By Emily Drooby
The Meehan family now wears masks as they play outside their Bay Ridge, Brooklyn home. It’s just one of many obvious effects of the pandemic. These are changes that can be confusing for children.
“It’s more different than the way it was a long time ago,” five-year-old Sofie Meehan told Currents News, talking about the world.
Sofie noticed a big change on her fifth birthday, when she has a car parade instead of a classic party.
To help children like Sofie understand what’s going on around them, her mom, Kristen, wrote a book explaining the pandemic.
“The kids had so many questions about what’s going on and why is this all happening, that I feel like a book was the perfect way to explain that,” Kristen explained.
She’s been tackling questions about the masks, closed schools and a whole lot more, and talking to kids about the pandemic has been a tough job for many parents.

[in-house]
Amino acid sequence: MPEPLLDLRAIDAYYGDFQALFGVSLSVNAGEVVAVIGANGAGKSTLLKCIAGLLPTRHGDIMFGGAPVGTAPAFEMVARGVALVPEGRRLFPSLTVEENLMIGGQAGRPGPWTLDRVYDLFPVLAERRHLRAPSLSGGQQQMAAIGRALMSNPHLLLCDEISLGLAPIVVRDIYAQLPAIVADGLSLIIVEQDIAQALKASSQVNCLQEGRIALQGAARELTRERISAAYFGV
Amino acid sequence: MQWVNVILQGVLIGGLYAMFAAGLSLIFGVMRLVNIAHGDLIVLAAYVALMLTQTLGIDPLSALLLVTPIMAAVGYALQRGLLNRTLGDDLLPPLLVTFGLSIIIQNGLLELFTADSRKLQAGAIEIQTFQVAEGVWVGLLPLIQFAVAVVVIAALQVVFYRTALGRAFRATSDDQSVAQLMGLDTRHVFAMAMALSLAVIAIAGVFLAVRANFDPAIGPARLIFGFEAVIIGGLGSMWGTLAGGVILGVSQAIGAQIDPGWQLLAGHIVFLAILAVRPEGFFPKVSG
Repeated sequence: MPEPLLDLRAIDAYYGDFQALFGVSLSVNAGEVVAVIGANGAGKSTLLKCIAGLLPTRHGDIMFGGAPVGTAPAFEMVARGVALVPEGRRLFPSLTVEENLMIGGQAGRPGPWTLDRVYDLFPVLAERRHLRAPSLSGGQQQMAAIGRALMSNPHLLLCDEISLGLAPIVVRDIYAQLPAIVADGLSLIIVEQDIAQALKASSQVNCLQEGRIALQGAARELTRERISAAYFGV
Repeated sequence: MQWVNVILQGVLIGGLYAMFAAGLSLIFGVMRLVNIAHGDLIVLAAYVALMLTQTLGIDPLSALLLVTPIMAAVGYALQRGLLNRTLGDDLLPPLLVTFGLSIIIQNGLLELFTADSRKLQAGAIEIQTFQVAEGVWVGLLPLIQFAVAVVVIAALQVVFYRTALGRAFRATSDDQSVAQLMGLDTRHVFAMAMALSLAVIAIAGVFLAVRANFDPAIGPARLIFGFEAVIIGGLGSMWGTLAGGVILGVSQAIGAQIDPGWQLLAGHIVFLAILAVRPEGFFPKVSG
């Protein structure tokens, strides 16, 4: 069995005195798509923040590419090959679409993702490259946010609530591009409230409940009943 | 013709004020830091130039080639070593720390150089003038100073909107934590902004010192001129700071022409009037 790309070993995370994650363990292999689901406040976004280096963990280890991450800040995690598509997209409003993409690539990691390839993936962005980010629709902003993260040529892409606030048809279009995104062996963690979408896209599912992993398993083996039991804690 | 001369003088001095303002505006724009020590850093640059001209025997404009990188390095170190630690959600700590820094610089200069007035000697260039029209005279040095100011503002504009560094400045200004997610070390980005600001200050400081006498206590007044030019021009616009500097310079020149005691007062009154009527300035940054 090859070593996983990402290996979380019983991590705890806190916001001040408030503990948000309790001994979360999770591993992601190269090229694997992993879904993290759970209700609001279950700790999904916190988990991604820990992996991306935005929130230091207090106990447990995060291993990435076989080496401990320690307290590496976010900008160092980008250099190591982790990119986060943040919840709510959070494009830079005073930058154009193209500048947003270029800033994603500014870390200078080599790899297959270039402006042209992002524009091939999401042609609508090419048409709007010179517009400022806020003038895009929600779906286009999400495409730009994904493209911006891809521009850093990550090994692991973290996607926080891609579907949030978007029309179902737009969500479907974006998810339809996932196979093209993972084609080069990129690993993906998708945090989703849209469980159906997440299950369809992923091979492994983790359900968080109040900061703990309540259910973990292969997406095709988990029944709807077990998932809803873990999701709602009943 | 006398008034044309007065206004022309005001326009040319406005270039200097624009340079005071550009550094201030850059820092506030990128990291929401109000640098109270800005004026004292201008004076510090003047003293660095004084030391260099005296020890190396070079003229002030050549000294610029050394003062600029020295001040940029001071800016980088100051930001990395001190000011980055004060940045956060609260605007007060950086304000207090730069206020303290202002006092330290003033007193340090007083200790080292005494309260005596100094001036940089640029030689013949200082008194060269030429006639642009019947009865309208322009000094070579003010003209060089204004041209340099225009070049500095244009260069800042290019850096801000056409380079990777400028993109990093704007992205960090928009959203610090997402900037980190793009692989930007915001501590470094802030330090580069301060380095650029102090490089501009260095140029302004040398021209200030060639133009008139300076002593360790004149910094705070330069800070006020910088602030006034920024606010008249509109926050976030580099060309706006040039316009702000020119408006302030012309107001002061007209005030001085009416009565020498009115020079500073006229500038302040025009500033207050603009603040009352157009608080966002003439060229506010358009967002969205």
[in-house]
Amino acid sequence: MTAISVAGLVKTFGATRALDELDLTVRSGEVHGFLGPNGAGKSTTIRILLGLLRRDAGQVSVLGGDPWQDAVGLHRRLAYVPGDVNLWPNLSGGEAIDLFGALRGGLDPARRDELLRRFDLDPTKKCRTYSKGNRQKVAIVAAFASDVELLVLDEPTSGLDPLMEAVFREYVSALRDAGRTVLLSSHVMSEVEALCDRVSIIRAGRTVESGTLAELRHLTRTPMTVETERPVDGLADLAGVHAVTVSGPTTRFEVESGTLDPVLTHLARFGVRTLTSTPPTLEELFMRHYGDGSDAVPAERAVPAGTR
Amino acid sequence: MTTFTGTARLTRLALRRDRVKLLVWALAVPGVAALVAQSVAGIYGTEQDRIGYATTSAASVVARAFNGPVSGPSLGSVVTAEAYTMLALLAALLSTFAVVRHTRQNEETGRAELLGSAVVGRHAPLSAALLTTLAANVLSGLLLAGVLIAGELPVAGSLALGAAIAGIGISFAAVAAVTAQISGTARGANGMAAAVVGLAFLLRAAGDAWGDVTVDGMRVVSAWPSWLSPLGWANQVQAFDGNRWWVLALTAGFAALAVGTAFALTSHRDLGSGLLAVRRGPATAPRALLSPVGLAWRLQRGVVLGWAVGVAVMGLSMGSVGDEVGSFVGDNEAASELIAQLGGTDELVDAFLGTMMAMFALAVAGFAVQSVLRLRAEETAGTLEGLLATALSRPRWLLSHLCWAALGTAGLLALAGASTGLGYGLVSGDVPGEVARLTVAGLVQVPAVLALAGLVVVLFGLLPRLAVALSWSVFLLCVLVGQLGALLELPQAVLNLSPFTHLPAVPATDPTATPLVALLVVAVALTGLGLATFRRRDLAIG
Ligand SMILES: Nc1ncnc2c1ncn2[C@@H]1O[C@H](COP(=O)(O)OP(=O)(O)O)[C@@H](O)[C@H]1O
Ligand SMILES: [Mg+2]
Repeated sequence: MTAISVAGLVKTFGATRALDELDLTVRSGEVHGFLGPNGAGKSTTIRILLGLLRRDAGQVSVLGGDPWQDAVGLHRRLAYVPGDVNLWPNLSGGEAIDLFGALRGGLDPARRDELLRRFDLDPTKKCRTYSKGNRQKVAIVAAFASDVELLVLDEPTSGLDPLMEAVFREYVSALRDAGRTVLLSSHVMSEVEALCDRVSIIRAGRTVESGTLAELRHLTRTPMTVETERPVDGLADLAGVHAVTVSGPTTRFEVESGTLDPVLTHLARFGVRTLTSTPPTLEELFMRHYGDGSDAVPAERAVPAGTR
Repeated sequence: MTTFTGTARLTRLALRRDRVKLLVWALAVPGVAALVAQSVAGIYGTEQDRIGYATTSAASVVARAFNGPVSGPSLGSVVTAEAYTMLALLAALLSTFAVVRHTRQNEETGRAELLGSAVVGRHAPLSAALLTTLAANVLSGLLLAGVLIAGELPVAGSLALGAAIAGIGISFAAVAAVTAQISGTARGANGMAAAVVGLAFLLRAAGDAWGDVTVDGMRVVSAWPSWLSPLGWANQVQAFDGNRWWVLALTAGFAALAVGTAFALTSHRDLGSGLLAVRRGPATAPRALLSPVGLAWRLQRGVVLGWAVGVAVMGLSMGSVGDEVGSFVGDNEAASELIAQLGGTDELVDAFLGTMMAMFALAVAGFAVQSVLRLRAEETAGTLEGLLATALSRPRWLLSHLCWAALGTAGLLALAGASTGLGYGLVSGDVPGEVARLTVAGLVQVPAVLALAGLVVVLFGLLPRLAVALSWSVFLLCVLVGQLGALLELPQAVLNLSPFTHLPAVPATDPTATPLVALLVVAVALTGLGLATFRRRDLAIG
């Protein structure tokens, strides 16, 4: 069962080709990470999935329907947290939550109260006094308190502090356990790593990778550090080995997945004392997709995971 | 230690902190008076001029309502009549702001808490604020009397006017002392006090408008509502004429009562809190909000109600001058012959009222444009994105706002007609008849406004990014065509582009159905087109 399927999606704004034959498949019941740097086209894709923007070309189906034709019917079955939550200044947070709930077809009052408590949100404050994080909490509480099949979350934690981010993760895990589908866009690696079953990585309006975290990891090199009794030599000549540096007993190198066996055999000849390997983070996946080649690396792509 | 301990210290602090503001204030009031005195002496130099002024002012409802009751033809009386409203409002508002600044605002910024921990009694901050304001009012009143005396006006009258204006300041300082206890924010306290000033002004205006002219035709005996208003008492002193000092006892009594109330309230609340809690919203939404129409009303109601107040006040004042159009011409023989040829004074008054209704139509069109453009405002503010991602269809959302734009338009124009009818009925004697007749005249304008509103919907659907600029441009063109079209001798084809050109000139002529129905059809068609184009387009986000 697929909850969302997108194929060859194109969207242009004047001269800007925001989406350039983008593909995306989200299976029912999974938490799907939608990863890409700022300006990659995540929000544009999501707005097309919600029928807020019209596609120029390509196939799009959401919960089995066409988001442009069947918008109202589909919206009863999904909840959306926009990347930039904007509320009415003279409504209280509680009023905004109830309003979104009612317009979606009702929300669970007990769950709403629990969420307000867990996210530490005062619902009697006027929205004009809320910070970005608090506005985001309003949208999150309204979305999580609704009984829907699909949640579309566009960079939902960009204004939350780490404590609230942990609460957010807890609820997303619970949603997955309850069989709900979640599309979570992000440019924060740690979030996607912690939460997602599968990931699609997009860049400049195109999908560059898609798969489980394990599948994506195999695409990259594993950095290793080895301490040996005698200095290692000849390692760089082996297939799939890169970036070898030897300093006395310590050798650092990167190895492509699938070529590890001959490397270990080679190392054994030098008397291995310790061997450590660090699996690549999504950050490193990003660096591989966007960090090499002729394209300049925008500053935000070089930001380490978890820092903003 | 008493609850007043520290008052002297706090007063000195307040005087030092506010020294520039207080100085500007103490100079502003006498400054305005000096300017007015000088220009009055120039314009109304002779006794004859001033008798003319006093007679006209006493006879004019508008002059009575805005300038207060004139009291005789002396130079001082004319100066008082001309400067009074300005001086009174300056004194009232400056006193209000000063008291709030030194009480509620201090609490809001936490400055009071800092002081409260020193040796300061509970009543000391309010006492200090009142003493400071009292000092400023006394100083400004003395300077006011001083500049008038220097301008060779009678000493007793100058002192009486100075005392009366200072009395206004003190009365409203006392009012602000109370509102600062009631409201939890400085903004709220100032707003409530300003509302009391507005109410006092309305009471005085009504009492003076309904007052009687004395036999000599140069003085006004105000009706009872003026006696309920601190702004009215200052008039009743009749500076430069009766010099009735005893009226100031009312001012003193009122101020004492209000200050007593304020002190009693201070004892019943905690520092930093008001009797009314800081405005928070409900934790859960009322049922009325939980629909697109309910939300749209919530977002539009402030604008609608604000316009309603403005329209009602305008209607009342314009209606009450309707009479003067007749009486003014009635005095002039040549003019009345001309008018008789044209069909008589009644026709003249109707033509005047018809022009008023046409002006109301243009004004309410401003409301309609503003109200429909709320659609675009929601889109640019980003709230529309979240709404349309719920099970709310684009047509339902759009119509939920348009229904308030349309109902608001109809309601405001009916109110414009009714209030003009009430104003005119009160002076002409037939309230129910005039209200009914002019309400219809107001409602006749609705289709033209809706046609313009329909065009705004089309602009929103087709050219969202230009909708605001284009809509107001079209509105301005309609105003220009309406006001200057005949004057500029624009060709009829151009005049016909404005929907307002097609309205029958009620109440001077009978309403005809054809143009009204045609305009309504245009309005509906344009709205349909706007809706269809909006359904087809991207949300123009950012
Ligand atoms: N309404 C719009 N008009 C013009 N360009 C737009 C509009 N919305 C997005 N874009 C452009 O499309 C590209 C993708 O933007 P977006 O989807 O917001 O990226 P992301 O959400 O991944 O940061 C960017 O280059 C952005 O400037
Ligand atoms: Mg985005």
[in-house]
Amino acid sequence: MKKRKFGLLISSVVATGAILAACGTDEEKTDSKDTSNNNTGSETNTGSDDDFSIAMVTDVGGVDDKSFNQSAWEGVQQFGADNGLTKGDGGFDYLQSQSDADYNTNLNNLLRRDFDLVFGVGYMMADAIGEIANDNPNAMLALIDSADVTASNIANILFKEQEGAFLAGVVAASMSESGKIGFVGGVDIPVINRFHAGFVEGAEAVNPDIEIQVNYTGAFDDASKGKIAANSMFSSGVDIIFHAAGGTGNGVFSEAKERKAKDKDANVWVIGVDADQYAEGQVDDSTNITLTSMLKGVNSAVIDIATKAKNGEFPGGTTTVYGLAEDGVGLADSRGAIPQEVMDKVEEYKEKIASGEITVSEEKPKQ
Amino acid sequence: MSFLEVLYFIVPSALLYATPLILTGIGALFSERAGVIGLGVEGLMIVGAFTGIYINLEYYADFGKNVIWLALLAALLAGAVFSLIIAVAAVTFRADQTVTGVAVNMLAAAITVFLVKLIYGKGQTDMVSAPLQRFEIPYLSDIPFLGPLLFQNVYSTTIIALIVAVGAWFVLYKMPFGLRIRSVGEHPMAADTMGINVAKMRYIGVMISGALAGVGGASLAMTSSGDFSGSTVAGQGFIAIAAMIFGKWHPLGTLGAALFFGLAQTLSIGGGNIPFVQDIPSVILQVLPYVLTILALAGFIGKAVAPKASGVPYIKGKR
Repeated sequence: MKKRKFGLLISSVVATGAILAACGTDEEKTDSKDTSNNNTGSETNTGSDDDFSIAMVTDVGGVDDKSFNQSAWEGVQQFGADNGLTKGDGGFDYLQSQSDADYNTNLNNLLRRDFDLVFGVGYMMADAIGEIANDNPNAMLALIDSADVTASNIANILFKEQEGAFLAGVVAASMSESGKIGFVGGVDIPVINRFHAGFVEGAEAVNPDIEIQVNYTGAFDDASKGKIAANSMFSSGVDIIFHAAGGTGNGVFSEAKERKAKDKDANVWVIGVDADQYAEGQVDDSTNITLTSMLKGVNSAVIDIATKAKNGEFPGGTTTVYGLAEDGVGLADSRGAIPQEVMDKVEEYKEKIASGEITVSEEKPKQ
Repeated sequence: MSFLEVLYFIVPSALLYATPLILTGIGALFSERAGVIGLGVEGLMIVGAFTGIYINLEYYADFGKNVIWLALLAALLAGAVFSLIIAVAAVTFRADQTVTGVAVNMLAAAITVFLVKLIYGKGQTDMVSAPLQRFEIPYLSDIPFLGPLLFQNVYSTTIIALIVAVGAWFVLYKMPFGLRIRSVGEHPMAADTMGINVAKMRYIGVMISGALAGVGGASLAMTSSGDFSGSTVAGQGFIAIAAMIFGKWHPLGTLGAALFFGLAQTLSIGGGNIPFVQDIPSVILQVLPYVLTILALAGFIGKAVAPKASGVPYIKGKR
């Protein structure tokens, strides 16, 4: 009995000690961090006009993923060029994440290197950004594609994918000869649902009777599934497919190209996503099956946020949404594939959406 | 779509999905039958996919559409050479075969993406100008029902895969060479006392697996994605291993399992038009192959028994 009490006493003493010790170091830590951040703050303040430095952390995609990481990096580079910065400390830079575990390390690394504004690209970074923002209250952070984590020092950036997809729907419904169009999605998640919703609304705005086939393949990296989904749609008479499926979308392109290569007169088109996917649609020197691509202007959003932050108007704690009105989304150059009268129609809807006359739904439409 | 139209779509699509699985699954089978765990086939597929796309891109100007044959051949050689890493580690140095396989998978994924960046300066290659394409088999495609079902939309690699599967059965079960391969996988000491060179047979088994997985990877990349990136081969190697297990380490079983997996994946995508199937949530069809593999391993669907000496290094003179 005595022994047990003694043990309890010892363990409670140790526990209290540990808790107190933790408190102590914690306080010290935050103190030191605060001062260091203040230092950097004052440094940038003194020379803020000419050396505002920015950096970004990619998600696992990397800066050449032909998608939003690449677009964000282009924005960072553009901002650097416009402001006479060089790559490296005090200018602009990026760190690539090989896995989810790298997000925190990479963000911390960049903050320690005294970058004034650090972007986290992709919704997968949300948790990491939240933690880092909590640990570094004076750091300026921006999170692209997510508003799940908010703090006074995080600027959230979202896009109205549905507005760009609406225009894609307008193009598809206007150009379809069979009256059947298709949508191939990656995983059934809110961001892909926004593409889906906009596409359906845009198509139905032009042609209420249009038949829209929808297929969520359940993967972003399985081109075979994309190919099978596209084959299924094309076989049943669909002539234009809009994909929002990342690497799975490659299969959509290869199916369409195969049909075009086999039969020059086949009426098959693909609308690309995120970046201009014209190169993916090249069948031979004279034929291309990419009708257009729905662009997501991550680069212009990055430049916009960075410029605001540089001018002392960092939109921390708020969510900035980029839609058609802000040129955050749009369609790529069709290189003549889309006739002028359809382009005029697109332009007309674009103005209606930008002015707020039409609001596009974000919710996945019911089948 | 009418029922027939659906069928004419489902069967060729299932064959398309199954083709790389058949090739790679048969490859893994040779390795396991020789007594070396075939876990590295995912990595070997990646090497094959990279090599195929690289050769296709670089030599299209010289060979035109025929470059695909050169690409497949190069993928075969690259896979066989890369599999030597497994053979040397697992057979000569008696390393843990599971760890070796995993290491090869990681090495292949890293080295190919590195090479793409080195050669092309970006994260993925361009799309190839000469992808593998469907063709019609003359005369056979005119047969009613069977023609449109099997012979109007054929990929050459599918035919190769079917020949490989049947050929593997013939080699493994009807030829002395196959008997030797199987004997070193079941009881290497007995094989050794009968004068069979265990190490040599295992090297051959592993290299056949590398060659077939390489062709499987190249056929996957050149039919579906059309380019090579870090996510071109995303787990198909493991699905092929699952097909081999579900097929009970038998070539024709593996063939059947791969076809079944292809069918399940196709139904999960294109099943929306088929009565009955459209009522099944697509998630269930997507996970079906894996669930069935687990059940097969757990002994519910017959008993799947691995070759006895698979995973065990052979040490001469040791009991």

To help make it more manageable, KidsHealth, a nonprofit health system with doctor reviewed tips, has some suggestions:
Find out what children already know, and work from there. Help them feel like they’re in control, like teaching them how to properly wash their hands. Make sure it’s an ongoing conversation, and offer comfort and honesty about the situation.
That’s what Kristen is trying to do with her 24-page book called “This is Not Forever,” a title that is meant to project hope.
The Catholic woman is using her background as a mom and a public school teacher to educate children and help parents.
“They really do understand a lot, but there’s a very delicate balance between giving them the information and not scaring them,” Kristen said. “I feel like this book was a good balance of that, to give a little bit of information, but also to give that comfort that things are going to be okay and this is not forever, and we will go to grandma’s house soon.”
Kristen wrote and illustrated the book in just three weeks. She has sold almost 500 copies. Until September she is donating the proceeds to the Robin Hood Foundation, which supports vulnerable New Yorkers.